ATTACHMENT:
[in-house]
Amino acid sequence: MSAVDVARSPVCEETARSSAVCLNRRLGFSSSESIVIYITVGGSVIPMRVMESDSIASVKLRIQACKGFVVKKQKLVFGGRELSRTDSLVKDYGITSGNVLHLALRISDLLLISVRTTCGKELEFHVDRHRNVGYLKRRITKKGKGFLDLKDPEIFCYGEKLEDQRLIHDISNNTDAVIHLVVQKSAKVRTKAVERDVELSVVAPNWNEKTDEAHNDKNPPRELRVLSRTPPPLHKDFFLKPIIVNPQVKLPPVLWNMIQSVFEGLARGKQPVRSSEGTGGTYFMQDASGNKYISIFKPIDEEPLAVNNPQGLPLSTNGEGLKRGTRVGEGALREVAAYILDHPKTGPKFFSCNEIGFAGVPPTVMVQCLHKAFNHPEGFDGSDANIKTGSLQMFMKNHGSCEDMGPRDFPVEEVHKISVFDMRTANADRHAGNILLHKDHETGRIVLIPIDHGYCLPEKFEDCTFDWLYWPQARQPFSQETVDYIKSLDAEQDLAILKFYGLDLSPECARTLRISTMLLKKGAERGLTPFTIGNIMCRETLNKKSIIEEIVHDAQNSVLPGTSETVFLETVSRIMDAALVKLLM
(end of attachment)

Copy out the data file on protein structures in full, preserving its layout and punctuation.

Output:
[in-house]
Amino acid sequence: MSAVDVARSPVCEETARSSAVCLNRRLGFSSSESIVIYITVGGSVIPMRVMESDSIASVKLRIQACKGFVVKKQKLVFGGRELSRTDSLVKDYGITSGNVLHLALRISDLLLISVRTTCGKELEFHVDRHRNVGYLKRRITKKGKGFLDLKDPEIFCYGEKLEDQRLIHDISNNTDAVIHLVVQKSAKVRTKAVERDVELSVVAPNWNEKTDEAHNDKNPPRELRVLSRTPPPLHKDFFLKPIIVNPQVKLPPVLWNMIQSVFEGLARGKQPVRSSEGTGGTYFMQDASGNKYISIFKPIDEEPLAVNNPQGLPLSTNGEGLKRGTRVGEGALREVAAYILDHPKTGPKFFSCNEIGFAGVPPTVMVQCLHKAFNHPEGFDGSDANIKTGSLQMFMKNHGSCEDMGPRDFPVEEVHKISVFDMRTANADRHAGNILLHKDHETGRIVLIPIDHGYCLPEKFEDCTFDWLYWPQARQPFSQETVDYIKSLDAEQDLAILKFYGLDLSPECARTLRISTMLLKKGAERGLTPFTIGNIMCRETLNKKSIIEEIVHDAQNSVLPGTSETVFLETVSRIMDAALVKLLM